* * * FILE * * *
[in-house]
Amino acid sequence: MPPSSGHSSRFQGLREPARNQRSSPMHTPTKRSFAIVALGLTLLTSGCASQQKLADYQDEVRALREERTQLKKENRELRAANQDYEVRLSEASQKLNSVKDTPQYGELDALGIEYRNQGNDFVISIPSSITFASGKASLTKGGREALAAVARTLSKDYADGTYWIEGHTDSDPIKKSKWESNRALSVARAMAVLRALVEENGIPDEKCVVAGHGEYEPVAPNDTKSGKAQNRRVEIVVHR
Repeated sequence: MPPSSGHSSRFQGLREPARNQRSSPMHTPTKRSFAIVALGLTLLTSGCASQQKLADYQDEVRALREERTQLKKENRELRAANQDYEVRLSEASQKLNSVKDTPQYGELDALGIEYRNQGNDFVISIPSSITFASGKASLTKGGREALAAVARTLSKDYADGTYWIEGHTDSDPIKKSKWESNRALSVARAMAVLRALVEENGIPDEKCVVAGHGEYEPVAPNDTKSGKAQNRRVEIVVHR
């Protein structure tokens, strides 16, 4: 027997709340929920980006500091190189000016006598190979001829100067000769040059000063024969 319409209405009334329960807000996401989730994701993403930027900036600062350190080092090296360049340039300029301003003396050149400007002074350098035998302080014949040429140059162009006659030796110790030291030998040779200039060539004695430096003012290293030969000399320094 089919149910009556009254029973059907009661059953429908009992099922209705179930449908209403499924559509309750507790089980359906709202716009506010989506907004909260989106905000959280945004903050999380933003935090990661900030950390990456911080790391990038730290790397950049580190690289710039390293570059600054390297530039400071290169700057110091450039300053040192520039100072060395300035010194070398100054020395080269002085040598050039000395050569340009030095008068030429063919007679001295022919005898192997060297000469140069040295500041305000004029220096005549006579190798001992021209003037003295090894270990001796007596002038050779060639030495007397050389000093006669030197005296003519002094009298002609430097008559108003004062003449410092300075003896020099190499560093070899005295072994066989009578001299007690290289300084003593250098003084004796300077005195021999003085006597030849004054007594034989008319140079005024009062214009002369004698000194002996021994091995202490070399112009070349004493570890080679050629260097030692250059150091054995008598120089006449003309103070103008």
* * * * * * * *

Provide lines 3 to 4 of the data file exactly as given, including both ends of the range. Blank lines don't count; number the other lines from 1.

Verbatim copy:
Repeated sequence: MPPSSGHSSRFQGLREPARNQRSSPMHTPTKRSFAIVALGLTLLTSGCASQQKLADYQDEVRALREERTQLKKENRELRAANQDYEVRLSEASQKLNSVKDTPQYGELDALGIEYRNQGNDFVISIPSSITFASGKASLTKGGREALAAVARTLSKDYADGTYWIEGHTDSDPIKKSKWESNRALSVARAMAVLRALVEENGIPDEKCVVAGHGEYEPVAPNDTKSGKAQNRRVEIVVHR
């Protein structure tokens, strides 16, 4: 027997709340929920980006500091190189000016006598190979001829100067000769040059000063024969 319409209405009334329960807000996401989730994701993403930027900036600062350190080092090296360049340039300029301003003396050149400007002074350098035998302080014949040429140059162009006659030796110790030291030998040779200039060539004695430096003012290293030969000399320094 089919149910009556009254029973059907009661059953429908009992099922209705179930449908209403499924559509309750507790089980359906709202716009506010989506907004909260989106905000959280945004903050999380933003935090990661900030950390990456911080790391990038730290790397950049580190690289710039390293570059600054390297530039400071290169700057110091450039300053040192520039100072060395300035010194070398100054020395080269002085040598050039000395050569340009030095008068030429063919007679001295022919005898192997060297000469140069040295500041305000004029220096005549006579190798001992021209003037003295090894270990001796007596002038050779060639030495007397050389000093006669030197005296003519002094009298002609430097008559108003004062003449410092300075003896020099190499560093070899005295072994066989009578001299007690290289300084003593250098003084004796300077005195021999003085006597030849004054007594034989008319140079005024009062214009002369004698000194002996021994091995202490070399112009070349004493570890080679050629260097030692250059150091054995008598120089006449003309103070103008």